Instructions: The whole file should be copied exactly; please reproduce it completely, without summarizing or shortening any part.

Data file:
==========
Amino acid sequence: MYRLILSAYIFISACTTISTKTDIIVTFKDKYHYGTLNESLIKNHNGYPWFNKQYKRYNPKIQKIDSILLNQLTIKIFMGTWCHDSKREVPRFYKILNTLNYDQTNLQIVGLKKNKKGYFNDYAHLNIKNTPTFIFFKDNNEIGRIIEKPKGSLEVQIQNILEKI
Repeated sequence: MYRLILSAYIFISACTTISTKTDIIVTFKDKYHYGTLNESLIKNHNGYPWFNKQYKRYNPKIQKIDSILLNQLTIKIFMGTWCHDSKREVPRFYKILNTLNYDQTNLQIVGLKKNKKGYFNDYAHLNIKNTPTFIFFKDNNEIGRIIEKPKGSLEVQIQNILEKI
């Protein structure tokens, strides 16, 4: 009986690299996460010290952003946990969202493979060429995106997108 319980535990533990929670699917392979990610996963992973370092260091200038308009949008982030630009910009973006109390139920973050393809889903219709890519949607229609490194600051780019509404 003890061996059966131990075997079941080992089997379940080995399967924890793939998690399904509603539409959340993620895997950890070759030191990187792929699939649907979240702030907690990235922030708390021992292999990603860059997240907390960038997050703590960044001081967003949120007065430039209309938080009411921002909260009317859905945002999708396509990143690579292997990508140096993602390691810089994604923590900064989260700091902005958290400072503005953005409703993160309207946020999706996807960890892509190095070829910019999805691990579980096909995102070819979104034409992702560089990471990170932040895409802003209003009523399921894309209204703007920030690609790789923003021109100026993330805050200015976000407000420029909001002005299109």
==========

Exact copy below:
Amino acid sequence: MYRLILSAYIFISACTTISTKTDIIVTFKDKYHYGTLNESLIKNHNGYPWFNKQYKRYNPKIQKIDSILLNQLTIKIFMGTWCHDSKREVPRFYKILNTLNYDQTNLQIVGLKKNKKGYFNDYAHLNIKNTPTFIFFKDNNEIGRIIEKPKGSLEVQIQNILEKI
Repeated sequence: MYRLILSAYIFISACTTISTKTDIIVTFKDKYHYGTLNESLIKNHNGYPWFNKQYKRYNPKIQKIDSILLNQLTIKIFMGTWCHDSKREVPRFYKILNTLNYDQTNLQIVGLKKNKKGYFNDYAHLNIKNTPTFIFFKDNNEIGRIIEKPKGSLEVQIQNILEKI
């Protein structure tokens, strides 16, 4: 009986690299996460010290952003946990969202493979060429995106997108 319980535990533990929670699917392979990610996963992973370092260091200038308009949008982030630009910009973006109390139920973050393809889903219709890519949607229609490194600051780019509404 003890061996059966131990075997079941080992089997379940080995399967924890793939998690399904509603539409959340993620895997950890070759030191990187792929699939649907979240702030907690990235922030708390021992292999990603860059997240907390960038997050703590960044001081967003949120007065430039209309938080009411921002909260009317859905945002999708396509990143690579292997990508140096993602390691810089994604923590900064989260700091902005958290400072503005953005409703993160309207946020999706996807960890892509190095070829910019999805691990579980096909995102070819979104034409992702560089990471990170932040895409802003209003009523399921894309209204703007920030690609790789923003021109100026993330805050200015976000407000420029909001002005299109």